Organizational predictors and health consequences of changes in burnout: A 12-year cohort study


Correspondence to: Michael P. Leiter, Acadia University, Wolfville, NS Canada B4P 2R6. E-mail:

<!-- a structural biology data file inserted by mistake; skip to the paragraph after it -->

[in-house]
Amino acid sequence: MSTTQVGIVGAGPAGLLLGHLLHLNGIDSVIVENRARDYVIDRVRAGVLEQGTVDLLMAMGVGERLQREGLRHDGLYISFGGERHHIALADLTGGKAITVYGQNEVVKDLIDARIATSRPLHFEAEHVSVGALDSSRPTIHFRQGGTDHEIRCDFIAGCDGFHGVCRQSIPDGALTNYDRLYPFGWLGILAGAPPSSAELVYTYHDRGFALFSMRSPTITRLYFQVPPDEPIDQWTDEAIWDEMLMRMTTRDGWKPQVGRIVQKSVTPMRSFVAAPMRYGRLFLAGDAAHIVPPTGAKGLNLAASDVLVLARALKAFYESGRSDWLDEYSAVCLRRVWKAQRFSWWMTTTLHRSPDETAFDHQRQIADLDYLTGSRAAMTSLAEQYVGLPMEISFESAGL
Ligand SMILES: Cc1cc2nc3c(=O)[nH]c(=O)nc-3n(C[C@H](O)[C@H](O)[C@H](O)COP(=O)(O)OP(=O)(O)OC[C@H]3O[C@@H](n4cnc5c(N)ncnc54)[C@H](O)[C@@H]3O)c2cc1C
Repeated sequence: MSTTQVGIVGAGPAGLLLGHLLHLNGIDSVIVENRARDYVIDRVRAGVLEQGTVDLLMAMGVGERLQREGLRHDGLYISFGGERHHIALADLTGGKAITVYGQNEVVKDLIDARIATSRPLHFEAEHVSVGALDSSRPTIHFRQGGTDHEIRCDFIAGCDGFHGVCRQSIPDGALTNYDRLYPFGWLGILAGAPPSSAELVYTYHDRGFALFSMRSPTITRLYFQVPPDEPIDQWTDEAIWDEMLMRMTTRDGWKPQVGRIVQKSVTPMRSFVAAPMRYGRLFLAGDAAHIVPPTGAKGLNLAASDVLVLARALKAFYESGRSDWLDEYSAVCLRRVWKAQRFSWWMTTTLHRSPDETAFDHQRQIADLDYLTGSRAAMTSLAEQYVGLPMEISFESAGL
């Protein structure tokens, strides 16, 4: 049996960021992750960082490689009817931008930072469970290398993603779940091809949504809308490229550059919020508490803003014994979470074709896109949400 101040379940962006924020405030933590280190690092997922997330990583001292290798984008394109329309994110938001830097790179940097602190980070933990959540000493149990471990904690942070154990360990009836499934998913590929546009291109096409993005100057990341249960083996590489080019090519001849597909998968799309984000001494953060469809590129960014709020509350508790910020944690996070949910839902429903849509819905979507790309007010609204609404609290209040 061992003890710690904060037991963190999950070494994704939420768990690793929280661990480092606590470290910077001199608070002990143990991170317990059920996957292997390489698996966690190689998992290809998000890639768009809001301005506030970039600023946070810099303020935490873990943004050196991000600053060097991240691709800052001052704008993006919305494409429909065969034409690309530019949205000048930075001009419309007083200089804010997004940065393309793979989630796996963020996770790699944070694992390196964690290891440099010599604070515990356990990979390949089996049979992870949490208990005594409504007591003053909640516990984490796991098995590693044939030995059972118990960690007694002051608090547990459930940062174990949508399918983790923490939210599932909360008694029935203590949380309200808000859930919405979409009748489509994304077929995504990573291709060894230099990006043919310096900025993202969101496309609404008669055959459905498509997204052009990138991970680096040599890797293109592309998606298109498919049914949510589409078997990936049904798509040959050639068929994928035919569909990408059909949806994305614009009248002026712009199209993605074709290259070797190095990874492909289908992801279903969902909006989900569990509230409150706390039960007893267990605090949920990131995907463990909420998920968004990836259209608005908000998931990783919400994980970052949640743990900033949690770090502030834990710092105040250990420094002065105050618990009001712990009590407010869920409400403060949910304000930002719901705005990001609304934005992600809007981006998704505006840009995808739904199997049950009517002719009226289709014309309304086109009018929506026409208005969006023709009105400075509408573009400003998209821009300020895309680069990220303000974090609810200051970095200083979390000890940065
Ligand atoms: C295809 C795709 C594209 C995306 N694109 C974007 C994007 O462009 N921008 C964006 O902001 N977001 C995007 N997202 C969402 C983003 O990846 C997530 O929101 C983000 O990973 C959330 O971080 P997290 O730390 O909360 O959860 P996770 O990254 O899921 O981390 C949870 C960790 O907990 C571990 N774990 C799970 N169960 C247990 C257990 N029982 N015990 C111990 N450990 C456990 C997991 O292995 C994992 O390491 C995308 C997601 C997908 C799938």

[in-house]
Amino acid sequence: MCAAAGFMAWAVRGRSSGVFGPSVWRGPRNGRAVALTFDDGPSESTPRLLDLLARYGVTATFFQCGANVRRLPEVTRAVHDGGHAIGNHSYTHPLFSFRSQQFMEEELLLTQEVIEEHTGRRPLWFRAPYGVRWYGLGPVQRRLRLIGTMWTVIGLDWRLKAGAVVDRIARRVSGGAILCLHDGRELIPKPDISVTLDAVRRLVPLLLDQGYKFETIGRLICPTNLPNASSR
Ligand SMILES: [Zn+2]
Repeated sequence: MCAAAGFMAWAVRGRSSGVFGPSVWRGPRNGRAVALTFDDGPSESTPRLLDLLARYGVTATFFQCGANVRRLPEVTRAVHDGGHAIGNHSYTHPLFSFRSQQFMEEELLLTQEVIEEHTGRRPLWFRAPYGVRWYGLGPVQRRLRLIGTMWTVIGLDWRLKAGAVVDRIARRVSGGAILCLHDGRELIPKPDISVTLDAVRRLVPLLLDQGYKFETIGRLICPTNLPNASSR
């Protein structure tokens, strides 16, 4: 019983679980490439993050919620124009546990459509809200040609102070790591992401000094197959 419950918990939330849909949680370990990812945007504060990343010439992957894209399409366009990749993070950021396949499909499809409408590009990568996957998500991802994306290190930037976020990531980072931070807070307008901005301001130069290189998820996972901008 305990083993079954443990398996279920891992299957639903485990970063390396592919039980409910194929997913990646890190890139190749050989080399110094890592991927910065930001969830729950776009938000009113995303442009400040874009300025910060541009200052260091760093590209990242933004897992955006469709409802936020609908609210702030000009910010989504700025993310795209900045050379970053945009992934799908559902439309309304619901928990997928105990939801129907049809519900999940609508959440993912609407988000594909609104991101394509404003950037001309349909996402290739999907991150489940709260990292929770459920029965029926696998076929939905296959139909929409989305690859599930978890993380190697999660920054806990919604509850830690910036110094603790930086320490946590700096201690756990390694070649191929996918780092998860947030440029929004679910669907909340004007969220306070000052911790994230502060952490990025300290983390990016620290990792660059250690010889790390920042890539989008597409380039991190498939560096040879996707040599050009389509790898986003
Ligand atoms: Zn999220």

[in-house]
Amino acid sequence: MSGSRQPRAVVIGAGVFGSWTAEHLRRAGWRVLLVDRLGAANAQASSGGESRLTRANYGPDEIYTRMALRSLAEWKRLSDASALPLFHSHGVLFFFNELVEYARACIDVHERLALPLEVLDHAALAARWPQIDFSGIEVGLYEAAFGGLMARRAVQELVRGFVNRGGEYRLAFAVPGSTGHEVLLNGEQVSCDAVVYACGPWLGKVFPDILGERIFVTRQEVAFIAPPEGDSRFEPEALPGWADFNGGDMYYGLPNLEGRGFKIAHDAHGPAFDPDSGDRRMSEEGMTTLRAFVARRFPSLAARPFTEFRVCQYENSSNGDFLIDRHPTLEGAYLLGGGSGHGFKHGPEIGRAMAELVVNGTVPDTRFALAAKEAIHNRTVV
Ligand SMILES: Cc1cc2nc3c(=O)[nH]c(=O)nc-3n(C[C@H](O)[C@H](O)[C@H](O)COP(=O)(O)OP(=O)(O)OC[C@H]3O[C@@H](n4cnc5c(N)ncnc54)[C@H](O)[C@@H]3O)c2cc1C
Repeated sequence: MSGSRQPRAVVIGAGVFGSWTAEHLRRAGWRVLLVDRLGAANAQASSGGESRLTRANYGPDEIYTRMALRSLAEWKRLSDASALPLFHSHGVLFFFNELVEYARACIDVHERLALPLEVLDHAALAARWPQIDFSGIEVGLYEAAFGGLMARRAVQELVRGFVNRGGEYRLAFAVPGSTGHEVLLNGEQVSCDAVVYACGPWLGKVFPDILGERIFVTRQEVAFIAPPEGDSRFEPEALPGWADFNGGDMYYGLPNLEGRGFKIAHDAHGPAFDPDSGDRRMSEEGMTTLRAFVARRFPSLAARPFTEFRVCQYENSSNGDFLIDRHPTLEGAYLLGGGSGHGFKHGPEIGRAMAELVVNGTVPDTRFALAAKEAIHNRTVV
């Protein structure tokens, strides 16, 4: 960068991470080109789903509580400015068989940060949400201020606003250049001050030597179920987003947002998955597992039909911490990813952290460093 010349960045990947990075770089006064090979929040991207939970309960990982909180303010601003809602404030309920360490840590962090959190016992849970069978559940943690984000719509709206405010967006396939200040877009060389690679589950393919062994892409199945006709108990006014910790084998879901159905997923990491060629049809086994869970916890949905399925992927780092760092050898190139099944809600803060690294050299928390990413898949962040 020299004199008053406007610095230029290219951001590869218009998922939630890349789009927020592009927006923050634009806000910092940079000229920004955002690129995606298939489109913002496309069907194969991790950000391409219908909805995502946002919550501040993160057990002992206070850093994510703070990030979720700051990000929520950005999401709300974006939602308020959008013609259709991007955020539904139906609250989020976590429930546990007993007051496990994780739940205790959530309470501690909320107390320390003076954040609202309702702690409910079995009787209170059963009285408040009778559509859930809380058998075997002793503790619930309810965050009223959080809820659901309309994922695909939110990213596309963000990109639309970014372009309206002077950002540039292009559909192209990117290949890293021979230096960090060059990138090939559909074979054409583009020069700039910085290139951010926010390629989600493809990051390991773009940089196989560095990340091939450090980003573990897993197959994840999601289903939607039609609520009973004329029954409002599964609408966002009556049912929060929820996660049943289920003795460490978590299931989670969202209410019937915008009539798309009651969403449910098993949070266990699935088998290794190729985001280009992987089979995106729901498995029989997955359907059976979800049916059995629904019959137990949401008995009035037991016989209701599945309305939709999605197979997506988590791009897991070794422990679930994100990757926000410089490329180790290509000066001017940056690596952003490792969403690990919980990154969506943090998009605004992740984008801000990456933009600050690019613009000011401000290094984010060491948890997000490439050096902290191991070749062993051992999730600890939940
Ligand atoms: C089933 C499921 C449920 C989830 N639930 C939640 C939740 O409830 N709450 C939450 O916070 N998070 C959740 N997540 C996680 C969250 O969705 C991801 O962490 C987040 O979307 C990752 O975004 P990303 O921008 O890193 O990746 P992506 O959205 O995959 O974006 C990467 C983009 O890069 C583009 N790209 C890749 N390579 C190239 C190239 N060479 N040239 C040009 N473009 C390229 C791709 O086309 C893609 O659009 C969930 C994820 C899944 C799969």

We investigated job burnout and job characteristics, including decision authority, skill discretion, predictability, and information flow, among Finnish forestry workers (N = 4356) in a longitudinal study. We linked these responses individually with data on the participants' subsequent prescriptions for psychotropic drugs including antidepressants. We aim to study the antecedents of changes in burnout levels over four years time and their health-related consequences in an eight-year follow-up. The results showed that inconsistency among the levels of the Maslach Burnout Inventory subscales (e. g., high scores in exhaustion and low cynicism or vice versa) at baseline identified patterns that were prone to change in burnout four years later. Information flow predicted the direction of this change for the exhaustion and cynicism aspects of burnout, whereas skill discretion and predictability did so for reduced professional efficacy. Change toward burnout predicted future risk of psychotropic drug use. It seems that adverse changes in burnout are influenced by poor organizational resources, and change toward burnout is likely to elevate the risk of poor mental health. Copyright © 2012 John Wiley & Sons, Ltd.